In this regard, the anti-corruption courts situated at the Magistrates Court are governed by the ordinary sentencing jurisdiction of the different levels of magistrates, as provided by section 50 of the Magistrates Court Act [chapter 7:10]:

  • Court of the Provincial Magistrate: fine of up to level 10, or 5 years imprisonment.
  • Court of the Regional Magistrate: fine of up to level 12, or 10 years imprisonment.

According to the standard scale, a level 10 fine is currently pegged at ZWL$ 24,000, while a level 12 fine is pegged at ZWL$ 36,000 (about US$ 272 and US$ 409 respectively). A level 12 fine is the maximum that can be imposed at magistrate level, with certain defined exceptions. Where the offence requires greater punitive jurisdiction, the indictment may be moved to the High Court division of the anti-corruption courts. Judges who preside over anti-corruption courts at the High Court have unlimited sentencing jurisdiction, subject to the maximum permissible sentence prescribed by the offence-creating provisions, in addition to their review and appellate jurisdiction. For example, if a person is found guilty of the criminal offense of bribery as defined in section 170 of the Criminal Law (Codification and Reform) Act [chapter 9:23], they can be subject to a level 14 fine of ZWL$ 120,000.

Figure 1. Hierarchy of the courts dealing with criminal matters in Zimbabwe

In both levels of anti-corruption courts, those situated at the Magistrates Court and at the High Court, a single judicial officer presides over each trial, unless it is an appeal from the Magistrates Court to the High Court. Cases from the Magistrates Court sitting as an anti-corruption court can be appealed to the High Court sitting as an anti-corruption court. However, cases from the latter can be appealed at the Supreme Court, which is not specialised. As noted above, when not presiding over corruption matters, judicial officers seconded to anti-corruption courts preside over other matters of a civil or criminal nature. In this regard, the specialised anti-corruption courts do not offer exclusive specialisation in the truest sense of the word, although at the Magistrates Court, there are certain courtrooms labelled ‘Anti-Corruption Court’.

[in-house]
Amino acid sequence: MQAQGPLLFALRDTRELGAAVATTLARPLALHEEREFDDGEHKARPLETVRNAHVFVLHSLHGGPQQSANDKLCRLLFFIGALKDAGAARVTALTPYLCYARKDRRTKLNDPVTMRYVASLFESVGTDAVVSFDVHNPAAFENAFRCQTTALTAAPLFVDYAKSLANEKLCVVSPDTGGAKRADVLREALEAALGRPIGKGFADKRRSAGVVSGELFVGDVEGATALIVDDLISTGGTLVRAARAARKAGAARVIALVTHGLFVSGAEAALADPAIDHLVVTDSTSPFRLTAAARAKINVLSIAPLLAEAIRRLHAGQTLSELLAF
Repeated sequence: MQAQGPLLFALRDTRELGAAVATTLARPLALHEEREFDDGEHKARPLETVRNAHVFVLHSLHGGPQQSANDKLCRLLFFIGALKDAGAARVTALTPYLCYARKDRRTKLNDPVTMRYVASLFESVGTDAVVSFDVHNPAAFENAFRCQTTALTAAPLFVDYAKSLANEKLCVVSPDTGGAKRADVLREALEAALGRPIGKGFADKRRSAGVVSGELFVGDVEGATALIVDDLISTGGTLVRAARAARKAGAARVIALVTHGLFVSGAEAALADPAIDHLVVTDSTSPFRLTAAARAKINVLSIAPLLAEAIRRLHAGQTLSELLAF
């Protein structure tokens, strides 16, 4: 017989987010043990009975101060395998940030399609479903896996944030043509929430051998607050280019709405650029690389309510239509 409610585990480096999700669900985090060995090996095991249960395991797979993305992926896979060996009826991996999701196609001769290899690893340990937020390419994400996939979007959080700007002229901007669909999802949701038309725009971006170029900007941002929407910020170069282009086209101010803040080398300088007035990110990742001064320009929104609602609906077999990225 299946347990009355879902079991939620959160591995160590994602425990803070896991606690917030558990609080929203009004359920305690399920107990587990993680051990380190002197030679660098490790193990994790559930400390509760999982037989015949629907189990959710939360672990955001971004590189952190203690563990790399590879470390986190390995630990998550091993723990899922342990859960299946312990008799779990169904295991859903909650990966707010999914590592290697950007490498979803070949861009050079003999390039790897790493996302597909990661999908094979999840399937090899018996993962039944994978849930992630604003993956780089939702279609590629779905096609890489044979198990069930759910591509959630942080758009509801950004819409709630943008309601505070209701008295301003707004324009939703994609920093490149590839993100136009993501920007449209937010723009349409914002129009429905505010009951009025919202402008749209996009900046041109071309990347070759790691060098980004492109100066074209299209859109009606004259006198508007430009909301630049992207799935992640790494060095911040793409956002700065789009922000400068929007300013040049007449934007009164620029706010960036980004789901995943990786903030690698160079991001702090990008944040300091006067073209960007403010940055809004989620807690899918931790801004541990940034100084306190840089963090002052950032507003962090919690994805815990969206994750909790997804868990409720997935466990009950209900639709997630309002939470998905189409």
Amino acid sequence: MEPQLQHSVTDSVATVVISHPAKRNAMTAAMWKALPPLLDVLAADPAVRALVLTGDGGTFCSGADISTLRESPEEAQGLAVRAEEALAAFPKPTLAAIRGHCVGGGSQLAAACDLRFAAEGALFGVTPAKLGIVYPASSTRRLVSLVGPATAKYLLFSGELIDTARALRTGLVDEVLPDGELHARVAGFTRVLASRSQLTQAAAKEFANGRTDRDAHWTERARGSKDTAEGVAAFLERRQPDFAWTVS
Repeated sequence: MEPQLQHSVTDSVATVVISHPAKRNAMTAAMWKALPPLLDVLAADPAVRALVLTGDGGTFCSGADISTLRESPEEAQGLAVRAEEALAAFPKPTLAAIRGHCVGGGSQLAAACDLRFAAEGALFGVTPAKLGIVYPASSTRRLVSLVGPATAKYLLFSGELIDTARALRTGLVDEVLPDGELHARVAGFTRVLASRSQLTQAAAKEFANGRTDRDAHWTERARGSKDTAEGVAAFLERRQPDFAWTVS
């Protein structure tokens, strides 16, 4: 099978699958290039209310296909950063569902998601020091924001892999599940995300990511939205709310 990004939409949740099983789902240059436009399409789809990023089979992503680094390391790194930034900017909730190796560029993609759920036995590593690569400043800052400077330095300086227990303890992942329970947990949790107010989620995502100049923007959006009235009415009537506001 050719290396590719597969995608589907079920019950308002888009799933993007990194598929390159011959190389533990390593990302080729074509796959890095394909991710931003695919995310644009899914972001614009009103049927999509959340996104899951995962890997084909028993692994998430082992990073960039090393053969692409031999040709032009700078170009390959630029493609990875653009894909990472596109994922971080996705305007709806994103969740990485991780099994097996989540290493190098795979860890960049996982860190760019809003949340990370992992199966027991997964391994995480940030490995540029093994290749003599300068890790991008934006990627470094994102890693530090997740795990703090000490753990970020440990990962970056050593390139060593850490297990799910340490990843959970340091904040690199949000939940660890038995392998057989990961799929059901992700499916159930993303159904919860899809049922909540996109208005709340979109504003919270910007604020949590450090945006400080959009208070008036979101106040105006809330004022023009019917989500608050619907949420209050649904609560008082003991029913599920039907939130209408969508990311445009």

Appointment and removal of judicial officers presiding over anti-corruption courts

There are no separate procedures for the appointment and removal of judges or magistrates presiding over cases in the specialised anti-corruption courts. They are appointed in the same manner as judges and magistrates presiding over any other cases (in accordance with sections 180 and 182 of the Constitution, respectively). A judge may be removed from office for the inability to perform the functions of their office due to mental or physical incapacity, gross incompetence, or gross misconduct in line with section 187 of the Constitution. For magistrates, the Judicial Service Regulations, 2015 and the Magistrates’ Code of Ethics, 2019 stipulate the circumstances that may lead to dismissal from office.

A key informant from the JSC stated that as a matter of practice, judges seconded to anti-corruption courts are selected from a pool that has undergone training on presiding over corruption cases. Magistrates, on the other hand, are mandated to preside over anti-corruption cases based on their expertise and experience in handling other criminal matters. There are currently seven magistrates and four judges seconded to the anti-corruption courts at the Harare Magistrates Court and Harare High Court, respectively.

Performance of the specialised anti-corruption courts

Statistics obtained from the JSC reveal that country-wide, the Anti-Corruption Court Division of the High Court received 66 matters in 2020. As of 31 December 2020, 52 of these had been completed. The Magistrates Court received 91 corruption matters, and as of 31 December 2020, 81 cases had been completed.This amounts to clearance rates of 79% and 89% respectively.

Tables 1 and 2 give an overview of how the cases were disposed of at the respective courts. While one can argue that these statistics illustrate the efficiency and effectiveness of the specialised courts, expert critics and ordinary citizens alike have pointed to the failure of these courts to conclude cases of corruption involving high-profile public officials, such as former minister Prisca Mupfumira and former minister Obediah Moyo, within a reasonable time frame. Critics have also noted that in a country with an apparently high level of grand corruption – as exposed by, among others, the auditor general in her annual reports – the anti-corruption courts should not be inundated with corruption cases that are deemed petty. Rather, these courts should focus on responding to perceptions of impunity in cases involving senior public officials and politically exposed persons, while other corruption cases are dealt with in the ordinary criminal courts.

Table 1. Overview of completed corruption cases heard by the High Court Anti-Corruption Division

Convictions 34
Acquittals 3
Struck off 9
Withdrawn 1
Dismissed for want of prosecution 5
Total 52

Table 2. Overview of completed corruption cases heard by the Magistrates Court Anti-Corruption Division